Ger Duany is one of 20,000 children who left Sudan during its decades long civil war. These children are commonly called the 'Lost Boys of Sudan.' Walk Toward the Rising Sun: From Child Soldier to Ambassador for Peace is his story.
Ger Duany was born in village named Akobo in what is now South Sudan. His goals in life were modest: to be a good son and brother, maybe get an education, and when he was grown to become a soldier like this father. He wanted to make his parents proud of him. But then his village was attacked by the Sudanese Army and as a young teen he found himself a soldier himself, carrying a gun, and fighting with anyone at the drop of a hat. At fourteen he escaped to Ethiopia and lived in a refugee camp for a while. There for the first time in his life he went to school and found that he really enjoyed the intellectual stimulation. He didn't want to return home because of the lack of schools there but he did eventually go back to Sudan. In his young life he had encountered so much death and destruction when he was offered the chance to go to America via Kenya, he jumped at the chance.
Once in America life didn't seem to unfold as he planned either. First off he was embarrassed to be the oldest student in his high school with the lowest level of education. He also found other Sudanese boys to hang out with and would often get into fights. He didn't know how to be a good student with so little practice at it. After moving around a bit he finally ended up living with his relatives in Indiana, finished high school, and got a college scholarship to play basketball. Though he was very tall he wasn't very solid and injuries became a problem for him causing him to lose his scholarships. Around the same time he was approached to audition for a movie that Reese Witherspoon was making that was set in Africa. He got the part. Later while living in New York he found himself working as a male model.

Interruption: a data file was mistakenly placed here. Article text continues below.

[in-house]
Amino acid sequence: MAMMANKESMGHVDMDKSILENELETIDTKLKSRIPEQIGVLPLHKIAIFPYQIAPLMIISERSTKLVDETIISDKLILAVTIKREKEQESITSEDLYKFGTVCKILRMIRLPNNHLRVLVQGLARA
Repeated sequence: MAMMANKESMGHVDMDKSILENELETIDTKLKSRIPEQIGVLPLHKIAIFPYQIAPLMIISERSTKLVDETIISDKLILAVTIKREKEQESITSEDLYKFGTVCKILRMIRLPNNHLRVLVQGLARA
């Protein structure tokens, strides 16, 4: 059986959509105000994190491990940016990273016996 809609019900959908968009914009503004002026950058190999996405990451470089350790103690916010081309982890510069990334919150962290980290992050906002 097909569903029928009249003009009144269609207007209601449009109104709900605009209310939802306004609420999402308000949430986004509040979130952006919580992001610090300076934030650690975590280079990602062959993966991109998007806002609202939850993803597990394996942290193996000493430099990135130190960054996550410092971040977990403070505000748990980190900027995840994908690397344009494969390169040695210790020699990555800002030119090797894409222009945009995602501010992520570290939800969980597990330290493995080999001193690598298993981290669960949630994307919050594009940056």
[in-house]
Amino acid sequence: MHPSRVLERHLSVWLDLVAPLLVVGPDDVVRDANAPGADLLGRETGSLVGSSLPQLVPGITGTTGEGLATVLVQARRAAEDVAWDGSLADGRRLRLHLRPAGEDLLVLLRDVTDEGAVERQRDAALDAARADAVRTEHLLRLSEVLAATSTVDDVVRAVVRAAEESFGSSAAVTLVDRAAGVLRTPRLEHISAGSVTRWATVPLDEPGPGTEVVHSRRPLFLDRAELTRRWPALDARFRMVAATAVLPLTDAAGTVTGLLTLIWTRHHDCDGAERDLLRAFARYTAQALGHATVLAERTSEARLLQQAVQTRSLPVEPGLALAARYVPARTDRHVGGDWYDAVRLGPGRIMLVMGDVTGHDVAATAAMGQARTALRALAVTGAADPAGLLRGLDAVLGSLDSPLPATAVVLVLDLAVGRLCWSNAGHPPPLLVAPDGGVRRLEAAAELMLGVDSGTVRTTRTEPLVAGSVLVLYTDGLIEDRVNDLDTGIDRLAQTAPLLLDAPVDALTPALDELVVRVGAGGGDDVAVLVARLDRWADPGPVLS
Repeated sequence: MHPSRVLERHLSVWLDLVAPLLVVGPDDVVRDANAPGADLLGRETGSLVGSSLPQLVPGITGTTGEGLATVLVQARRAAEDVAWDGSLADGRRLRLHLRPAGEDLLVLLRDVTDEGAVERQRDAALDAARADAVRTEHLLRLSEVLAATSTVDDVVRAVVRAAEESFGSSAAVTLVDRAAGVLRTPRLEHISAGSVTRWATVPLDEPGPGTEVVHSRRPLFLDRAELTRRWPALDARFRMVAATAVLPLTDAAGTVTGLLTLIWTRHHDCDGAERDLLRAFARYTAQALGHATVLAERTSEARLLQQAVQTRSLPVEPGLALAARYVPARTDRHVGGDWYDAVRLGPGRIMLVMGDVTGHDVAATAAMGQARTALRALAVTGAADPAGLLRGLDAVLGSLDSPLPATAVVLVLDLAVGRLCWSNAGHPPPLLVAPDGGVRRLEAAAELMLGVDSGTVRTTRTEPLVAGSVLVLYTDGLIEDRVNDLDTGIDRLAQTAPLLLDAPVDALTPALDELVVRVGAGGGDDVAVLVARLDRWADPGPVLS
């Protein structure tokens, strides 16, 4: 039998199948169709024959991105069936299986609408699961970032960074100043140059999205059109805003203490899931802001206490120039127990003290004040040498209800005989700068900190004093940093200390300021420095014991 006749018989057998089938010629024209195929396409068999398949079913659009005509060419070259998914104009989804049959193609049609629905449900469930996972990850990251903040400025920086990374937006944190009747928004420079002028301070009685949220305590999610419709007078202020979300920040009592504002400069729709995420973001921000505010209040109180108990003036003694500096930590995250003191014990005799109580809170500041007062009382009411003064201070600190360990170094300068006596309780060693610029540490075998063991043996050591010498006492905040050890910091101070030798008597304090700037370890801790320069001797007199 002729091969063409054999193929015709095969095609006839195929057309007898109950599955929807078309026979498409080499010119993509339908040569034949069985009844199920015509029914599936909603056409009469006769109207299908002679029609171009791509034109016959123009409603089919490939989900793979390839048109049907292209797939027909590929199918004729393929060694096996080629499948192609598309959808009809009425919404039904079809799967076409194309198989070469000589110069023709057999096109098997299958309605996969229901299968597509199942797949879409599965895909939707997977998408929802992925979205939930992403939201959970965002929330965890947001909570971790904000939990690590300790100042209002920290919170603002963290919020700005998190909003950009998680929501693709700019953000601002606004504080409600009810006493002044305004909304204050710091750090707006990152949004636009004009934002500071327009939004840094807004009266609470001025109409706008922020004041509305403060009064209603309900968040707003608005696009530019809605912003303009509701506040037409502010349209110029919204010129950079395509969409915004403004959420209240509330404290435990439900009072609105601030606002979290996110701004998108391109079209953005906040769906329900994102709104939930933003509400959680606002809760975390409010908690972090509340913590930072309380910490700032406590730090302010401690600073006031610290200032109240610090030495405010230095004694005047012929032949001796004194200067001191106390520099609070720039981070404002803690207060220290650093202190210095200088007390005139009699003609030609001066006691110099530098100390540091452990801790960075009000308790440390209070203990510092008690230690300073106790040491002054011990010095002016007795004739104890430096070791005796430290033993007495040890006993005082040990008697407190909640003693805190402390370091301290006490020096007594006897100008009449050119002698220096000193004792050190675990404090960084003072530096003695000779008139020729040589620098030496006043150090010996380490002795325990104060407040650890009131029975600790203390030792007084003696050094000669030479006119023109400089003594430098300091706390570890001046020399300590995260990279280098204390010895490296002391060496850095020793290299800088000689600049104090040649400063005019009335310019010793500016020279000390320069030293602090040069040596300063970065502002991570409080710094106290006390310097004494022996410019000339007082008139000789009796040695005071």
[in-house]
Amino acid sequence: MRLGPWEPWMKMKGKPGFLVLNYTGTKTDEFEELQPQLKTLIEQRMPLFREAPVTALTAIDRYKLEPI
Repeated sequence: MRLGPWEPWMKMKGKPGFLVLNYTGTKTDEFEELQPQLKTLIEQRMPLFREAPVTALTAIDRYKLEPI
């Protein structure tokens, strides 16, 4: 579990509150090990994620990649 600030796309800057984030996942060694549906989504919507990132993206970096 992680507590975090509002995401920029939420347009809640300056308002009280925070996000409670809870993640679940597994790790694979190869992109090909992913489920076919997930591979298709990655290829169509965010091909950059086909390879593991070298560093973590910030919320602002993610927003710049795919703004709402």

On the outside life seemed good. But on the inside Ger Duany was plagued by nightmares and desperately wanted to know about his family left behind in Sudan. When he did get back to Sudan and was able to see both of his parents the path forward began to, emerge for him. He realized that his childhood traumas didn't need to dominate his life as an adult. Once freed from these demons he could finally move forward with purpose and hopefully could be an inspiration for others. He is still acting and modeling but now he is also a United Nations High Commissioner for Refugees and a Peace Ambassador.
At the end of the book he is reminded of the time, as a teen, when he and his family had to flee without a map just heading in the direction of the rising sun. He says:
"I pray these stories about my journey will engage, entertain, and galvanize you. May all your journeys continue toward the rising sun."
What I liked about the book:
- Like the book The Cat I Never Named about the Bosnian War, I learned so much that I didn't know about the Sudan Civil War. These first hand accounts are important sources of information to open up our minds about the travails of other citizens of the world, helping create empathy and understanding.
- I listened to the audiobook read by Ger Duany. His English isn't perfect and his accent helped me to feel the setting and people better.
What I didn't like about the book:
- Ger Duany's anguish and feelings weren't always apparent through the printed word. I wondered if this was a translated memoir, originally written in Arabic or his native language but it wasn't.
Source: Print book from the library and Audible purchase for the audiobook.
I have read a couple books about the Lost Boys and this one sounds like a good addition. People's lives really do take such interesting paths to get them where they end up!ReplyDelete